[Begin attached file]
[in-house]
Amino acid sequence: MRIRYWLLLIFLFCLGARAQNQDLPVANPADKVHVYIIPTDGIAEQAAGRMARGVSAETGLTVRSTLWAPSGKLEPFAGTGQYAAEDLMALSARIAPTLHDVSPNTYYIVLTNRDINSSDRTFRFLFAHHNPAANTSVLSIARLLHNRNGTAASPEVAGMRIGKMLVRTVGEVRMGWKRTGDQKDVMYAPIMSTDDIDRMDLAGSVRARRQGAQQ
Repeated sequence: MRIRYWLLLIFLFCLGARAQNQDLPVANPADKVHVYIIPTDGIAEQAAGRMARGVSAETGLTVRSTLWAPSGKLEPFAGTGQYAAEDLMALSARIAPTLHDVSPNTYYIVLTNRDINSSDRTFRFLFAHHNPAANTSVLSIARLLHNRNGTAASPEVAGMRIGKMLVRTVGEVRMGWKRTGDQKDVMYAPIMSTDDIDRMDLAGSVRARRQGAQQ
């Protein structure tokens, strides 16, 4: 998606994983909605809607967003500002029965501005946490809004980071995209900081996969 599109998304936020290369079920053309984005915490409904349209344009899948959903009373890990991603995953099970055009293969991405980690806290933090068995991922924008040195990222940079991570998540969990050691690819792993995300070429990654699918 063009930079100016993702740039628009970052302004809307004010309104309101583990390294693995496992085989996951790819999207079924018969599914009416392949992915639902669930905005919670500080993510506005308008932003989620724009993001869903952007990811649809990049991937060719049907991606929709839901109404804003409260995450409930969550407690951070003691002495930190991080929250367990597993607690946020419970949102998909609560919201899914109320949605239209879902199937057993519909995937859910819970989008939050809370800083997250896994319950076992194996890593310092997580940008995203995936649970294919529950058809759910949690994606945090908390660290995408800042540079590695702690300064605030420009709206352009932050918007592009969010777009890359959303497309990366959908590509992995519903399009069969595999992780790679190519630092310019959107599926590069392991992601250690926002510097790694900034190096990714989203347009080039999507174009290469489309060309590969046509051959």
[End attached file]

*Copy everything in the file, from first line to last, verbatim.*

[in-house]
Amino acid sequence: MRIRYWLLLIFLFCLGARAQNQDLPVANPADKVHVYIIPTDGIAEQAAGRMARGVSAETGLTVRSTLWAPSGKLEPFAGTGQYAAEDLMALSARIAPTLHDVSPNTYYIVLTNRDINSSDRTFRFLFAHHNPAANTSVLSIARLLHNRNGTAASPEVAGMRIGKMLVRTVGEVRMGWKRTGDQKDVMYAPIMSTDDIDRMDLAGSVRARRQGAQQ
Repeated sequence: MRIRYWLLLIFLFCLGARAQNQDLPVANPADKVHVYIIPTDGIAEQAAGRMARGVSAETGLTVRSTLWAPSGKLEPFAGTGQYAAEDLMALSARIAPTLHDVSPNTYYIVLTNRDINSSDRTFRFLFAHHNPAANTSVLSIARLLHNRNGTAASPEVAGMRIGKMLVRTVGEVRMGWKRTGDQKDVMYAPIMSTDDIDRMDLAGSVRARRQGAQQ
């Protein structure tokens, strides 16, 4: 998606994983909605809607967003500002029965501005946490809004980071995209900081996969 599109998304936020290369079920053309984005915490409904349209344009899948959903009373890990991603995953099970055009293969991405980690806290933090068995991922924008040195990222940079991570998540969990050691690819792993995300070429990654699918 063009930079100016993702740039628009970052302004809307004010309104309101583990390294693995496992085989996951790819999207079924018969599914009416392949992915639902669930905005919670500080993510506005308008932003989620724009993001869903952007990811649809990049991937060719049907991606929709839901109404804003409260995450409930969550407690951070003691002495930190991080929250367990597993607690946020419970949102998909609560919201899914109320949605239209879902199937057993519909995937859910819970989008939050809370800083997250896994319950076992194996890593310092997580940008995203995936649970294919529950058809759910949690994606945090908390660290995408800042540079590695702690300064605030420009709206352009932050918007592009969010777009890359959303497309990366959908590509992995519903399009069969595999992780790679190519630092310019959107599926590069392991992601250690926002510097790694900034190096990714989203347009080039999507174009290469489309060309590969046509051959």